I finished #4 before #3, but Tupandactylus will be declared finished some time this weekend. As usual, finished means 95-99% done. I can always correct something, rip out a bone, reshape. I only add resin to the parts which may wear out (jaw and spine connections), so I can always improve other parts of the skull as I learn more about it.
This specimen is a truly imaginary pterosaur, but that may change. It is based on yet unpublished research, and it does have proposed species and specific names. When all of that becomes public, I will update this blog and change the category names for the posts on pterosaur #4. But, of course, there is a chance that the article may be rejected, and that this pterosaur does not really exist. If that happens, I might add some teeth and transform pterosaur #4 into the chinese Dsungaripterus, or leave it the way it is, Imaginary, until someone digs one out someday 🙂 Below are some pictures of the finished skull.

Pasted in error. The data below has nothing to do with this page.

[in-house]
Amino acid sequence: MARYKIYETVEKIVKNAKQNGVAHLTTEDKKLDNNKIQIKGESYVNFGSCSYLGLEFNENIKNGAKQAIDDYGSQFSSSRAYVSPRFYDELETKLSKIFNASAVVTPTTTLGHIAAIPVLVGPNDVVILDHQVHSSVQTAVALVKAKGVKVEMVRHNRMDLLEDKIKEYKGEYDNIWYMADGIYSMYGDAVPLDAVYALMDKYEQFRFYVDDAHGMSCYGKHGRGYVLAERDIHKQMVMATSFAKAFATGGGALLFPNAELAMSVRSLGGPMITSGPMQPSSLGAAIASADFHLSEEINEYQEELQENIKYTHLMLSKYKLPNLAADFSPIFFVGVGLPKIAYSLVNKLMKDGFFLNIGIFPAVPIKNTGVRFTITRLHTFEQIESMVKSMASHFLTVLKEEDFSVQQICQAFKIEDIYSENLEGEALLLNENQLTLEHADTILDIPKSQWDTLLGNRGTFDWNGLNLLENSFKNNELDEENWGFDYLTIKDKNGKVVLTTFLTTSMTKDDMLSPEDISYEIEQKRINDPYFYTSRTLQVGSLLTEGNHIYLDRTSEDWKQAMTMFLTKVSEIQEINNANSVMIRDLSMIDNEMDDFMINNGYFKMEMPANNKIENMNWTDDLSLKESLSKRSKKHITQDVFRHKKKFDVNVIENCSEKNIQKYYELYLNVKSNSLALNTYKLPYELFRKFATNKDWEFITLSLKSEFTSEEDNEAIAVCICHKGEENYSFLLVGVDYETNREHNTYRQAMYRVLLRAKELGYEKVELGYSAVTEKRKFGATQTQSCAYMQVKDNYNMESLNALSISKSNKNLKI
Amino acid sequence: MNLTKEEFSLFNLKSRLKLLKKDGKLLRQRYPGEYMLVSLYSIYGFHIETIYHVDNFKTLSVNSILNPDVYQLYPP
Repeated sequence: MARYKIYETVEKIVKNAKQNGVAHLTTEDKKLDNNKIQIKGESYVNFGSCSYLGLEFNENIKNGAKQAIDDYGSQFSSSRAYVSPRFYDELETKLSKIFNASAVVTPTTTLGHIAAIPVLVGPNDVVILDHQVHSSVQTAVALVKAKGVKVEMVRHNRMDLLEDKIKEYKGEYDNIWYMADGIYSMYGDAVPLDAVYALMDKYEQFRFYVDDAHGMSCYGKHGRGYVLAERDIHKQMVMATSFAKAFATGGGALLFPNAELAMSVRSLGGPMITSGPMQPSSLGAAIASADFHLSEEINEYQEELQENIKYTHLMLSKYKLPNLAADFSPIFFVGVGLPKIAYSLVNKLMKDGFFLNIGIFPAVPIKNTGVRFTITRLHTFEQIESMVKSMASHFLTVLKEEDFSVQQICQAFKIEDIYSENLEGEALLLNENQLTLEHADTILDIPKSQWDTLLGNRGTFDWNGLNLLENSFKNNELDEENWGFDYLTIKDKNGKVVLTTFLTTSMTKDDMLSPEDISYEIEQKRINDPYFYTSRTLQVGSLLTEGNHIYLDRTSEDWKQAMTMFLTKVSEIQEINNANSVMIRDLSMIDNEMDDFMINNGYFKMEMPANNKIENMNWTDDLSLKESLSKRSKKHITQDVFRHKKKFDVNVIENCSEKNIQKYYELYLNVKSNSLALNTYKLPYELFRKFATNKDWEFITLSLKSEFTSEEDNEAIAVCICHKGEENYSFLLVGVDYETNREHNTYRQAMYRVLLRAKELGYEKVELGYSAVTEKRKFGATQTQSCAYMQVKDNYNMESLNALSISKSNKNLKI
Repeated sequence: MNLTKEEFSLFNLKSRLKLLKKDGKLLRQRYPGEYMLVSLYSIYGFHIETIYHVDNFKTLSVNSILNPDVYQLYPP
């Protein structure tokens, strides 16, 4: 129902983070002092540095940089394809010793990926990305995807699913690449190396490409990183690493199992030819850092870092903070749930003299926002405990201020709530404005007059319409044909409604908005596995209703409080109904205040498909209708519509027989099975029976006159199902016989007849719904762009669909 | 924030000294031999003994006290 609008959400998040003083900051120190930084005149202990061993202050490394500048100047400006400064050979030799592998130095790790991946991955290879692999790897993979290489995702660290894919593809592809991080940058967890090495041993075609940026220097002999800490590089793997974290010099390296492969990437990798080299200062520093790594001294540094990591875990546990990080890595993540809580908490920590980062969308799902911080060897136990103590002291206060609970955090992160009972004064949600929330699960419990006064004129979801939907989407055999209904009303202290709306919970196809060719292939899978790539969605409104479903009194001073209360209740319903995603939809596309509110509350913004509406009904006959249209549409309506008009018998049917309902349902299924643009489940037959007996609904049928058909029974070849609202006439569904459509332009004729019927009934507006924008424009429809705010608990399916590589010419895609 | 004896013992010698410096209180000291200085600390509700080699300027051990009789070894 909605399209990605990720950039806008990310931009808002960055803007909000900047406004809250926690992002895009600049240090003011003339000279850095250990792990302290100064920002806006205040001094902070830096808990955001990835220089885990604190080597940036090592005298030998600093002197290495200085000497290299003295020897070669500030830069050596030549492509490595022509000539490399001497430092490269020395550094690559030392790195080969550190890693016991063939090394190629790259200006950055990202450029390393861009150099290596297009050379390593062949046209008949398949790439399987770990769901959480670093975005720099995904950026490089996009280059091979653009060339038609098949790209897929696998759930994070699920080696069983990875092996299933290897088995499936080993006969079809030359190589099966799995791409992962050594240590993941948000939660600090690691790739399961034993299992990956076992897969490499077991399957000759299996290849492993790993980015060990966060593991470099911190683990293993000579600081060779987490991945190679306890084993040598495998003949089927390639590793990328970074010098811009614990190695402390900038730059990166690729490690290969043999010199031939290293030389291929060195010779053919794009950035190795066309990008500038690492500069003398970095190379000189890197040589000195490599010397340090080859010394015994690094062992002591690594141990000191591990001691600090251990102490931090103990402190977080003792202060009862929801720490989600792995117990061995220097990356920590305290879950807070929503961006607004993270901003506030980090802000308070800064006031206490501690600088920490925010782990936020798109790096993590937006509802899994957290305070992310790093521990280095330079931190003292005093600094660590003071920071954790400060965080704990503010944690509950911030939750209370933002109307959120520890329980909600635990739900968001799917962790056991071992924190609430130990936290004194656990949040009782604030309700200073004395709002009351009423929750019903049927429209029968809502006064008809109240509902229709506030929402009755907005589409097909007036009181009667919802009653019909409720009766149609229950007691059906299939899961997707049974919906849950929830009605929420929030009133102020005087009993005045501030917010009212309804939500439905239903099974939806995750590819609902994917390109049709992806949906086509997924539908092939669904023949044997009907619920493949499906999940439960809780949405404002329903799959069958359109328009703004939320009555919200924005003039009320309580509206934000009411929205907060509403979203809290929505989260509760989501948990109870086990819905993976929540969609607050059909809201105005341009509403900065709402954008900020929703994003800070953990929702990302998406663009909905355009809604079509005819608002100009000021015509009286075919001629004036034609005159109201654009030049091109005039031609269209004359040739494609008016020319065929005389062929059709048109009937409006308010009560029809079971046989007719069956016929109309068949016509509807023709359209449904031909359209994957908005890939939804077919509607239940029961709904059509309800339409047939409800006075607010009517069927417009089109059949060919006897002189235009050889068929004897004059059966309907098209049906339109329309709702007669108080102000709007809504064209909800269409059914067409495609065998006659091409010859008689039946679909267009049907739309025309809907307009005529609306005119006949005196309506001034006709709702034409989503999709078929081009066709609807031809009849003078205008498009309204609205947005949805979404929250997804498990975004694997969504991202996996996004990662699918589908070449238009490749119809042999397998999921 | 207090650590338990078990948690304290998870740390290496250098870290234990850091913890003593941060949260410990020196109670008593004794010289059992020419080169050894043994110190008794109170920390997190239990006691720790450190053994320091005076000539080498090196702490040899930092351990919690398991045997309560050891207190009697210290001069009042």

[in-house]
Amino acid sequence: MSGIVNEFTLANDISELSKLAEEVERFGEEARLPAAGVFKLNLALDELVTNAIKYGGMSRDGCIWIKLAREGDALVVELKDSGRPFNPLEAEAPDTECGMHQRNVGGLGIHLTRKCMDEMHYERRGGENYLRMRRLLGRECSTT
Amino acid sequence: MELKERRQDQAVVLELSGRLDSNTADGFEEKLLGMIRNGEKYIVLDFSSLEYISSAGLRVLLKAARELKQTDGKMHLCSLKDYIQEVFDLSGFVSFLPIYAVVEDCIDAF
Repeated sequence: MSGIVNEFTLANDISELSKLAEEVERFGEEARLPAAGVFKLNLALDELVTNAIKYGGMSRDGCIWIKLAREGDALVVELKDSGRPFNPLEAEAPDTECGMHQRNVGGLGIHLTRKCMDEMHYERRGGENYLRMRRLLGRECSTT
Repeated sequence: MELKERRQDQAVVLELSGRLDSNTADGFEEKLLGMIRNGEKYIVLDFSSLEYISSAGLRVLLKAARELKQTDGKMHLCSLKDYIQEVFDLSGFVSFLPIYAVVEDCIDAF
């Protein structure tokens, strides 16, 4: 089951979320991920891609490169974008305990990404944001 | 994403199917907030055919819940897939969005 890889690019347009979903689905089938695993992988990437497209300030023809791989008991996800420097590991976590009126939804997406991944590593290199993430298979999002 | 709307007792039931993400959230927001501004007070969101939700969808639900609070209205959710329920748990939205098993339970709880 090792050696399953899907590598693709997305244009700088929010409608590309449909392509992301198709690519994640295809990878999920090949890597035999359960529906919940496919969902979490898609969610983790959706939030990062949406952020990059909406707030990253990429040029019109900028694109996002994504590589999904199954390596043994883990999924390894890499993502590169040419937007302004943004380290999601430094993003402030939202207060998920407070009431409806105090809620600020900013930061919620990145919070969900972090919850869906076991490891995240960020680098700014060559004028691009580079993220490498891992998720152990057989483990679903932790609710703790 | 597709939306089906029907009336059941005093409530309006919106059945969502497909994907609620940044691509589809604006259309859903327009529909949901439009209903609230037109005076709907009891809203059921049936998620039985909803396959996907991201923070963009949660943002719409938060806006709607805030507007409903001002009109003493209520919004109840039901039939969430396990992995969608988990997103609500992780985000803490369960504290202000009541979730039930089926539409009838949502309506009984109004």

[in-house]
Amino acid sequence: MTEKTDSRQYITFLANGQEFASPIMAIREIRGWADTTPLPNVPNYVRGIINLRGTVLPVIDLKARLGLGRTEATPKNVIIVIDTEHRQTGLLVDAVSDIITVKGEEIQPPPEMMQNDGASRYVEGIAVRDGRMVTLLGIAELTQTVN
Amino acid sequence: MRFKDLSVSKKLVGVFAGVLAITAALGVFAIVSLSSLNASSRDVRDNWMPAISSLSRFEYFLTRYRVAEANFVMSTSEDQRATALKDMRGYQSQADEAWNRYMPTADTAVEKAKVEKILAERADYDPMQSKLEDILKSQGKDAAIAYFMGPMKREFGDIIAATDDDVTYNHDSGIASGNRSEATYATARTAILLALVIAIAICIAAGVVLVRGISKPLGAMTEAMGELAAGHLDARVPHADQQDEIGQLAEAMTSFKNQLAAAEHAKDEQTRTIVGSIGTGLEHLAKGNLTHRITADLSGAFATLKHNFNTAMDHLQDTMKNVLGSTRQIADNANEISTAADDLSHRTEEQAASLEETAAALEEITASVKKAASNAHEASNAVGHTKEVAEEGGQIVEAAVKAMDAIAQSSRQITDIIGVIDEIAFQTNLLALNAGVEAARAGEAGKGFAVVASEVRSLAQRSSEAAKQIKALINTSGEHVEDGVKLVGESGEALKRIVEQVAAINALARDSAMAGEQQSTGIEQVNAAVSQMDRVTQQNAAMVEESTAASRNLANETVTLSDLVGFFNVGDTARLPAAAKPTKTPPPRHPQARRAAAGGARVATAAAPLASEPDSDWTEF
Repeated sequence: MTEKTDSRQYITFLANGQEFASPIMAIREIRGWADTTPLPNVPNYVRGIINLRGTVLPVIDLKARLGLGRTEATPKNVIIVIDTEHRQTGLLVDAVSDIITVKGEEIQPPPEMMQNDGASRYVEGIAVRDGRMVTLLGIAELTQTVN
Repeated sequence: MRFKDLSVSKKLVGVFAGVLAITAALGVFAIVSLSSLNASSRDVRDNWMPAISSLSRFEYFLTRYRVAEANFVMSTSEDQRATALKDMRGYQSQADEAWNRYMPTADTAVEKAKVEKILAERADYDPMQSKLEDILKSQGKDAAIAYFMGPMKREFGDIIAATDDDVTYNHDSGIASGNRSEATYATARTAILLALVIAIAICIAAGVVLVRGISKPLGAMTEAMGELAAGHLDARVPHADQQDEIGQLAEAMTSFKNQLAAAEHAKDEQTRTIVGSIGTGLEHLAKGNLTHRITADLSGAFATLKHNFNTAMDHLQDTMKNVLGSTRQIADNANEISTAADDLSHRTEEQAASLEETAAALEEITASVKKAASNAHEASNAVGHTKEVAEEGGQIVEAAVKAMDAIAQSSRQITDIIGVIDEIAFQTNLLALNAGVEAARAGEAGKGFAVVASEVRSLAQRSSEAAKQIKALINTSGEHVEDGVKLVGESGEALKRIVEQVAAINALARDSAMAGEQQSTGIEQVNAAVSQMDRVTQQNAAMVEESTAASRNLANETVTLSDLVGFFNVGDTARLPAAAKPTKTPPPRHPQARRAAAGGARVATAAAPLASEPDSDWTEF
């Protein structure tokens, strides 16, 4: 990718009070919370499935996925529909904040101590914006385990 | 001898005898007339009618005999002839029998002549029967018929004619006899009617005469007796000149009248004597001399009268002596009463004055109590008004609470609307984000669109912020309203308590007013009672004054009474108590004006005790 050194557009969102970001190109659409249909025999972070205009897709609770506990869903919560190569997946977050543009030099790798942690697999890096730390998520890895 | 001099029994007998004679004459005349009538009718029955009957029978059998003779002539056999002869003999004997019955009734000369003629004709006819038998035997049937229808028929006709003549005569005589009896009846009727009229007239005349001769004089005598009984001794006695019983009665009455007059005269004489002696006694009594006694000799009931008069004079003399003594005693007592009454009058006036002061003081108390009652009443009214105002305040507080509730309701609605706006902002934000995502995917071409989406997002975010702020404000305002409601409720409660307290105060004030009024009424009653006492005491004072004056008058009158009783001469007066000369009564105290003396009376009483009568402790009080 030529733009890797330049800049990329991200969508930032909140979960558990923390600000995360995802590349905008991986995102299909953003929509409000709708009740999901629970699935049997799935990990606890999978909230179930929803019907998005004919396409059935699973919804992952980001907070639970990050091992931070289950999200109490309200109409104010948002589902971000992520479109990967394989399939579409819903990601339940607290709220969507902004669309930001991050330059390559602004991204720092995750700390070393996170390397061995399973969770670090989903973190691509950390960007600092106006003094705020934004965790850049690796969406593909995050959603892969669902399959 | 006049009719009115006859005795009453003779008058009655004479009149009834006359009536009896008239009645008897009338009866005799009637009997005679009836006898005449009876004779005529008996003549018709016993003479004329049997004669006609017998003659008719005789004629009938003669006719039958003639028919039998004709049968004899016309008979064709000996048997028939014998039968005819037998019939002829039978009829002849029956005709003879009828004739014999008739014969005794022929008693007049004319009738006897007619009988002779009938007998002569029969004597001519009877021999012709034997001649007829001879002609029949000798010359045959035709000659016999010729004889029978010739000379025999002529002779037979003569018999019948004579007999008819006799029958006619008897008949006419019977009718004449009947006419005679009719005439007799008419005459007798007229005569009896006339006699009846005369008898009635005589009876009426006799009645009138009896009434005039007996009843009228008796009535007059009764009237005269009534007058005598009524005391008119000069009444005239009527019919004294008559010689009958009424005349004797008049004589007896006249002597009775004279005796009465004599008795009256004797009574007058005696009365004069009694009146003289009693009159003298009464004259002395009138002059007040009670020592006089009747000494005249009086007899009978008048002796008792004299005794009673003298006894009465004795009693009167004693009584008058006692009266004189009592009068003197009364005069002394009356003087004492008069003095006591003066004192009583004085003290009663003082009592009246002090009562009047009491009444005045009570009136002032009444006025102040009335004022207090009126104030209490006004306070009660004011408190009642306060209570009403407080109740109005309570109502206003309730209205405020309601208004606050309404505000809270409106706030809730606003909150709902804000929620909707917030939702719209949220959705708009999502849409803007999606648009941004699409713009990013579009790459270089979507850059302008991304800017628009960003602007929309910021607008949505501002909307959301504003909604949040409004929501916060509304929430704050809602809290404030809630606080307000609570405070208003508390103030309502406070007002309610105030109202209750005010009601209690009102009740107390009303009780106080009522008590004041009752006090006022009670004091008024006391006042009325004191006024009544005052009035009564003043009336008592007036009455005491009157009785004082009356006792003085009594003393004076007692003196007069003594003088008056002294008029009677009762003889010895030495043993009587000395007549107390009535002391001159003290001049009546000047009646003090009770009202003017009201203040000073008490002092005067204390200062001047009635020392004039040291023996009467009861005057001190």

View of the head with the mandible detached
Bottom, top and side views
This is a view of the skull from underneath showing the palate. It is completely speculative. Most fossils are closed and don’t show these details, so I based it on the other pterosaurs that I have studied so far, like the Anhanguera. I still need to see better pictures at different angles to understand how to make a good pterosaur palate.
These views have the mandible connected.
Views from different angles
Soon I will start making the body of one of the last three pterosaurs: Anhanguera, Tupandactylus or Pterosaur #4. I still haven’t decided which one.